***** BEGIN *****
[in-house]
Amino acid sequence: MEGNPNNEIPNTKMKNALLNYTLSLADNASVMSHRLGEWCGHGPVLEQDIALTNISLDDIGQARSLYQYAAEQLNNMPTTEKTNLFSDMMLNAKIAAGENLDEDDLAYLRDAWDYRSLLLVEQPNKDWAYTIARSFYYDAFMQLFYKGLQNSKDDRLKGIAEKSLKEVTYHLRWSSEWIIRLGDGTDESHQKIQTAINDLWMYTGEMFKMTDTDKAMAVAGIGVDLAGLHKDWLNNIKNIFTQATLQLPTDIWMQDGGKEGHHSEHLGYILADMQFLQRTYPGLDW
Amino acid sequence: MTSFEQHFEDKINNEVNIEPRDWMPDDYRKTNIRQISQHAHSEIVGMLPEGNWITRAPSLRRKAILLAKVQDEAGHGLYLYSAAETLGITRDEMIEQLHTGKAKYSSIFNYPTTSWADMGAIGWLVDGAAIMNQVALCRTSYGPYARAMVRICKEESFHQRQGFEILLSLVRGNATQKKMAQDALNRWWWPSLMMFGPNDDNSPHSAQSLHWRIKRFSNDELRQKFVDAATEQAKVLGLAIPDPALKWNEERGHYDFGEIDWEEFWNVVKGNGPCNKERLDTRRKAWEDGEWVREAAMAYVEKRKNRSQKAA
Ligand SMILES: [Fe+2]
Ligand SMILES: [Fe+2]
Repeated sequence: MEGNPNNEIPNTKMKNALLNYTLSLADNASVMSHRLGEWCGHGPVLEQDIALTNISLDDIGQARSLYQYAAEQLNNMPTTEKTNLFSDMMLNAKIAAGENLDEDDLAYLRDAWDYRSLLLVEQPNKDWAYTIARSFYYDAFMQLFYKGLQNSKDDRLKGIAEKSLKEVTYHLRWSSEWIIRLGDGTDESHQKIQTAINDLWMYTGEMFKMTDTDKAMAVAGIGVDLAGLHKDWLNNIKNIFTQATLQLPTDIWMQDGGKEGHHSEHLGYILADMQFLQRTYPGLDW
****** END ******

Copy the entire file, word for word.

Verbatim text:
[in-house]
Amino acid sequence: MEGNPNNEIPNTKMKNALLNYTLSLADNASVMSHRLGEWCGHGPVLEQDIALTNISLDDIGQARSLYQYAAEQLNNMPTTEKTNLFSDMMLNAKIAAGENLDEDDLAYLRDAWDYRSLLLVEQPNKDWAYTIARSFYYDAFMQLFYKGLQNSKDDRLKGIAEKSLKEVTYHLRWSSEWIIRLGDGTDESHQKIQTAINDLWMYTGEMFKMTDTDKAMAVAGIGVDLAGLHKDWLNNIKNIFTQATLQLPTDIWMQDGGKEGHHSEHLGYILADMQFLQRTYPGLDW
Amino acid sequence: MTSFEQHFEDKINNEVNIEPRDWMPDDYRKTNIRQISQHAHSEIVGMLPEGNWITRAPSLRRKAILLAKVQDEAGHGLYLYSAAETLGITRDEMIEQLHTGKAKYSSIFNYPTTSWADMGAIGWLVDGAAIMNQVALCRTSYGPYARAMVRICKEESFHQRQGFEILLSLVRGNATQKKMAQDALNRWWWPSLMMFGPNDDNSPHSAQSLHWRIKRFSNDELRQKFVDAATEQAKVLGLAIPDPALKWNEERGHYDFGEIDWEEFWNVVKGNGPCNKERLDTRRKAWEDGEWVREAAMAYVEKRKNRSQKAA
Ligand SMILES: [Fe+2]
Ligand SMILES: [Fe+2]
Repeated sequence: MEGNPNNEIPNTKMKNALLNYTLSLADNASVMSHRLGEWCGHGPVLEQDIALTNISLDDIGQARSLYQYAAEQLNNMPTTEKTNLFSDMMLNAKIAAGENLDEDDLAYLRDAWDYRSLLLVEQPNKDWAYTIARSFYYDAFMQLFYKGLQNSKDDRLKGIAEKSLKEVTYHLRWSSEWIIRLGDGTDESHQKIQTAINDLWMYTGEMFKMTDTDKAMAVAGIGVDLAGLHKDWLNNIKNIFTQATLQLPTDIWMQDGGKEGHHSEHLGYILADMQFLQRTYPGLDW